(sec:3.5)=
# Arithmetic expressions #
In Logic Programming, recursion is the only looping control structure. Consequently, recursive datatypes such as lists can be expressed very naturally. Natural numbers also have a recursive nature: '$0$ is a natural number, and if $X$ is a natural number, then the successor of $X$ is also a natural number'. In Prolog, this is expressed as
```{swish} swish:3.5.0
```
Addition of natural numbers is defined in terms of successors:
```{swish} swish:3.5.1
---
query-id: swishq:3.5.1-1 swishq:3.5.1-2
query-text: ?-add(s(s(0)),Y,s(s(s(0)))).
---
```
The following query asks for the sum of two and three:
```{swish-query} swishq:3.5.1-1
?-add(s(s(0)),s(s(s(0))),Z).
Z = s(s(s(s(s(0)))))
```
We can also find an $X$ such that the sum of $X$ and $Y$ is $Z$ (i.e., subtract $Y$ from $Z$):
```{swish-query} swishq:3.5.1-2
?-add(X,s(s(s(0))),s(s(s(s(s(0)))))).
X = s(s(0))
```
We can even find all $X$ and $Y$ which add up to a given sum. Thus, this program is fully declarative. Similarly, multiplication is repeated addition:
```{swish} swish:3.5.2
---
inherit-id: swish:3.5.1
---
```
+++
There are two problems with this approach to representing and manipulating natural numbers. First, naming natural numbers by means of the constant symbol `0` and the functor `s` is very clumsy, especially for large numbers. Of course, it would be possible to write a translator from decimal notation to successor notation, and back. However, the second problem is more fundamental: multiplication as repeated addition is extremely inefficient compared to the algorithm for multiplication of numbers in decimal notation. Therefore, Prolog has built-in arithmetic facilities, which we will discuss now.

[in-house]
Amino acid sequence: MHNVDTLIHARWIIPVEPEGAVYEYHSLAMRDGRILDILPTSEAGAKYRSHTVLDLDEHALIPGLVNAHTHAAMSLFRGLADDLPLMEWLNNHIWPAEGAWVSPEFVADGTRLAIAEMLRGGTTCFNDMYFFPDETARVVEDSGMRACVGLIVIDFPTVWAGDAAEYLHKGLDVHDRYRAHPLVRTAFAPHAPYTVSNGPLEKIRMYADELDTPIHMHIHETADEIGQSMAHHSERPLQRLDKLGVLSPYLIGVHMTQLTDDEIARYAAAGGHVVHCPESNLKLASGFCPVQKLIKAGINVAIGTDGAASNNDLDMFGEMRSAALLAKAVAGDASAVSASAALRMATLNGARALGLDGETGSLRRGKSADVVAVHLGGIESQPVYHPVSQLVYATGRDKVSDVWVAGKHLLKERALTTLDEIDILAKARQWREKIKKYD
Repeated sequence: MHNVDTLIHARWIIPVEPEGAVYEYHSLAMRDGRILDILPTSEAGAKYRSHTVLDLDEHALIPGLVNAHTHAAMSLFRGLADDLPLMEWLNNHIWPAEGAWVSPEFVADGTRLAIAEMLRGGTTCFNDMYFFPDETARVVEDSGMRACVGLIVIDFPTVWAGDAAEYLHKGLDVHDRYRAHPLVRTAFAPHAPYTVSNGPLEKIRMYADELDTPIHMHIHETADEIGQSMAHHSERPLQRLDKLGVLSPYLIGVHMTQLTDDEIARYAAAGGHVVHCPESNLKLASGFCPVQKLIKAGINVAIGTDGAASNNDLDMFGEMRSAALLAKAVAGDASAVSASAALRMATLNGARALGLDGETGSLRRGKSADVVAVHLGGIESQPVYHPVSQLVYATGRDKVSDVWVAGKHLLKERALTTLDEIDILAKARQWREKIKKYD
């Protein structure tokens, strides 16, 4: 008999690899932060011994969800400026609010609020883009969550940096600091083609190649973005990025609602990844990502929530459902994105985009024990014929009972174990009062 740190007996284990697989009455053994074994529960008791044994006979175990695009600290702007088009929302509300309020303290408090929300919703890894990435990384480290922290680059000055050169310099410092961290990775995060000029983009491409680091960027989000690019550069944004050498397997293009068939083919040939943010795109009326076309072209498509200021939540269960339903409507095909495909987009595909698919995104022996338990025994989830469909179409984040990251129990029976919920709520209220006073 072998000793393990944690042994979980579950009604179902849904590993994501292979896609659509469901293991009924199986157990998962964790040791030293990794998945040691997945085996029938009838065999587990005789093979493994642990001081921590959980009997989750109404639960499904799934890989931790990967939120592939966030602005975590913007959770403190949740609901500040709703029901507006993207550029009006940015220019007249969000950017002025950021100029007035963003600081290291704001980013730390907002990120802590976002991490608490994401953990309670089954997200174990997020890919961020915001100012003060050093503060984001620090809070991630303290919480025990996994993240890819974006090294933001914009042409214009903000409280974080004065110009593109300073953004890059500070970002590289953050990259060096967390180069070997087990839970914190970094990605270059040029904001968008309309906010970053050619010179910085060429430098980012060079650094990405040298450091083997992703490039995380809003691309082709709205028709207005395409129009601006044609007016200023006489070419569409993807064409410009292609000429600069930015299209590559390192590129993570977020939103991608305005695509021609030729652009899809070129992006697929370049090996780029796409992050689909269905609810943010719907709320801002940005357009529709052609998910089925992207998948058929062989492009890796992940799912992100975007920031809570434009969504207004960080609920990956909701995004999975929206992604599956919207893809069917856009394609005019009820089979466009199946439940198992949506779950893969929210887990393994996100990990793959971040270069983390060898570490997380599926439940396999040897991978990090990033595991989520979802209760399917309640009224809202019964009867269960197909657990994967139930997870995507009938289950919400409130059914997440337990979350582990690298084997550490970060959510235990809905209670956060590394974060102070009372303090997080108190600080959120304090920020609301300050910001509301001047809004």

+++
Consider the arithmetic expression `5+7-3`. Prolog will view this expression as the term `+(5,-(7,3))`, with the functors `+` and `-` written as infix operators. We want to *evaluate* this expression, i.e. we want a single numerical value which represents somehow the same number as the expression. A program for doing this would look something like
```Prolog
is(V,E1+E2):-
is(V1,E1),is(V2,E2),
fast_add(V1,V2,V).
is(V,E1-E2):-
is(V1,E1,),is(V2,E2),
fast_sub(V1,V2,V).
is(E,E):-
number(E).
```
Here, `fast_add` and `fast_sub` represent the fast, built-in procedures for addition and subtraction, which are not directly available to the user. These procedures are **not** reversible: its first two arguments must be instantiated. Therefore, the predicate `is` will include a test for groundness of its second argument (the arithmetic expression), and will quit with an error-message if this test fails.
```{infobox}
---
title: Operators
---